The 10 Commandments of Instagram: How to Be a Good Human When Sharing Photos
Rachel Simmons is one of our favorite authors to read. She has created the Ten Commandments Of Instagram. Following these can help youth — heck, all of us — avoid drama online and be upstanding digital citizens. We love her suggestion of printing out the Commandments and putting it on your fridge!
By Rachel Simmons:
Instagram rocks. I love it, and so do the youth I work with and study. The latest Pew survey says 18 percent of teens use the photo sharing service, which has about 150 million users. As I travel around the country speaking about social media and bullying, I hear about the many ways photo sharing can become an opportunity to disrespect people, start fights and make people feel excluded and small.
It’s time for some guidelines on how to be a good human on Instagram. I came up with these with input from a bunch of kids, teens, parents and educators. I encourage you to talk about them with your kids and share them with teachers. Print this out and put it on the fridge. Following these Ten Commandments can help youth — heck, all of us — avoid drama online and be upstanding digital citizens.
1. Thou shalt be the same decent person online that thou art offline. If you wouldn’t walk up to someone and say, “Your hair looks cray,” don’t type it, either.
2. Thou shalt never judge someone’s appearance negatively in a comment, even as a joke.
3. Thou shalt not post photos of people that they don’t know about, don’t want you to post, or might find embarrassing. If you are asked to remove a photo, do it immediately. It doesn’t matter if you think it’s funny.
4. Thou shalt remember that JK can be just as hurtful online as it is offline — “OMG your vacation looks so boring haha” — and people are way less likely to think you were kidding when they can’t hear your tone of voice.
5. Thou shalt realize that when you post something online, everyone sees it and it doesn’t go away. It’s like walking into a crowded cafeteria with a bullhorn and poster-size photo. Don’t want to do that? Kay.
6. Thou shalt remember that everyone worries about getting likes. You matter more than the number of likes you get. Promise.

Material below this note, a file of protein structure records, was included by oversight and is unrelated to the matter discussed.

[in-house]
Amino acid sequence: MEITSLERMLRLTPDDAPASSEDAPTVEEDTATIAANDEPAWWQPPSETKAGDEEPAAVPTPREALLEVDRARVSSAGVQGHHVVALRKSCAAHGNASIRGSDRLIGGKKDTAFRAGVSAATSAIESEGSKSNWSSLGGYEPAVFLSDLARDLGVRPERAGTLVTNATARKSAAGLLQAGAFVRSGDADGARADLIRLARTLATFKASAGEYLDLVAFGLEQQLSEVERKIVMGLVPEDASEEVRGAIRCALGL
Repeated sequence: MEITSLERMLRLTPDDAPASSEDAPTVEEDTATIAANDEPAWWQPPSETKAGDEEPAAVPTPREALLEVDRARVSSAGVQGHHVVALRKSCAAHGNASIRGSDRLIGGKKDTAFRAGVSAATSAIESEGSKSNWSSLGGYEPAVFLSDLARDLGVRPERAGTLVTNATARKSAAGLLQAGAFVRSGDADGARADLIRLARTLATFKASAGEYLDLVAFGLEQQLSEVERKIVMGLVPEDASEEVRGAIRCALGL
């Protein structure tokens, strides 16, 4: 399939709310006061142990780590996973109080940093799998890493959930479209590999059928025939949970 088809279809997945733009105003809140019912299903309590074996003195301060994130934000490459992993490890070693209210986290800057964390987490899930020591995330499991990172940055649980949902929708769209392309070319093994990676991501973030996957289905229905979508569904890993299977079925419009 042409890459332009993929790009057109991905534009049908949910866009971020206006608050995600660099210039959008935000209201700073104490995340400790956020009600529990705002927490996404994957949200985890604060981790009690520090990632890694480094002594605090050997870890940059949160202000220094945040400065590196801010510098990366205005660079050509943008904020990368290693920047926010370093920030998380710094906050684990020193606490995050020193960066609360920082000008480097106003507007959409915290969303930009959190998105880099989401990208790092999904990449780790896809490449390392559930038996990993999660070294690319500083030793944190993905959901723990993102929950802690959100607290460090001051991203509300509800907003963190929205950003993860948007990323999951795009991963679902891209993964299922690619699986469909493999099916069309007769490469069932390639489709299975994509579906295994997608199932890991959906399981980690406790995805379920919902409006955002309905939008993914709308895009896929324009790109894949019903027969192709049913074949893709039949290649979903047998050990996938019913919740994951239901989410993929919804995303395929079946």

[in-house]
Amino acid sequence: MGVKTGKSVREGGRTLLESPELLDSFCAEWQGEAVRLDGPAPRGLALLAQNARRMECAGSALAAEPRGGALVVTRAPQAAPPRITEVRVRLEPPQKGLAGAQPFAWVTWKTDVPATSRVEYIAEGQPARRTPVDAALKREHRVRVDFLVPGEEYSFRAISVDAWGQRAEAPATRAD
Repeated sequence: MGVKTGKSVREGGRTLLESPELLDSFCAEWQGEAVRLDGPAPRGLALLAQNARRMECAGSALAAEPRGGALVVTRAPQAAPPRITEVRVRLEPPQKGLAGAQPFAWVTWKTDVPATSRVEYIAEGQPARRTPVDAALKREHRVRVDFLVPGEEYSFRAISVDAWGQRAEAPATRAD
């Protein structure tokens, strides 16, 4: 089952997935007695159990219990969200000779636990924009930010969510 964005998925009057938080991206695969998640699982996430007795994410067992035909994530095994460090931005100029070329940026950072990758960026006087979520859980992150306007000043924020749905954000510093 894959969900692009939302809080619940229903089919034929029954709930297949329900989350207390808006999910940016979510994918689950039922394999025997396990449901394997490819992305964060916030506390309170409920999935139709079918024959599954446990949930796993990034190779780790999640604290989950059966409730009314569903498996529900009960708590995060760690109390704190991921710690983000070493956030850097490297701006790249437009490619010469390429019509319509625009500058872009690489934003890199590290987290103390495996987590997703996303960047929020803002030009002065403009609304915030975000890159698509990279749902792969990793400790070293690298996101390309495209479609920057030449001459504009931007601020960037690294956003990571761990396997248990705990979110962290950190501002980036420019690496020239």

7. Thou shalt not crop others out of photographs to exclude them, unless they are your Mom and you want to post a cool photo of yourself.
8. Thou shalt never create anonymous handles or jack anyone else’s account. Untag yourself from rude photos or comment threads.
9. If thou art in middle school or younger, keep your settings private and only accept follows from people you know.
10. Thou shalt not post photos that share body parts normally covered by bathing suits. However, thou shalt rock your seflies early and often, accept compliments without putting yourself down, and enjoy celebrating the fabulousness that is you.
Rachel Simmons is the author of the New York Times bestsellers Odd Girl Out: The Hidden Culture of Aggression in Girls, and The Curse of the Good Girl: Raising Authentic Girls with Courage and Confidence. As an educator, Rachel works internationally to reduce bullying and empower girls and young women.
Rachel is a Vassar graduate and Rhodes Scholar from New York. The co-founder of the Girls Leadership Institute, she is an experienced curriculum writer and educator who works with schools and organizations around the world. She currently develops leadership programs for undergraduate women at the Wurtele Center for Work and Life at Smith College. She has previously worked as a classroom teacher in Massachusetts and South Africa.
Rachel was the host of the recent PBS television special, “A Girl’s Life,” and is a contributing writer for TeenVogue.
Rachel has appeared on Oprah and the Today show, and appears regularly in the national media. Odd Girl Out was adapted into a highly acclaimed Lifetime television movie. Rachel lives in western Massachusetts with her daughter and West Highland Terrier, Rosie, who is currently taking private workshops with Rachel to learn how to stop bullying other dogs. Become a fan of Rachel Simmons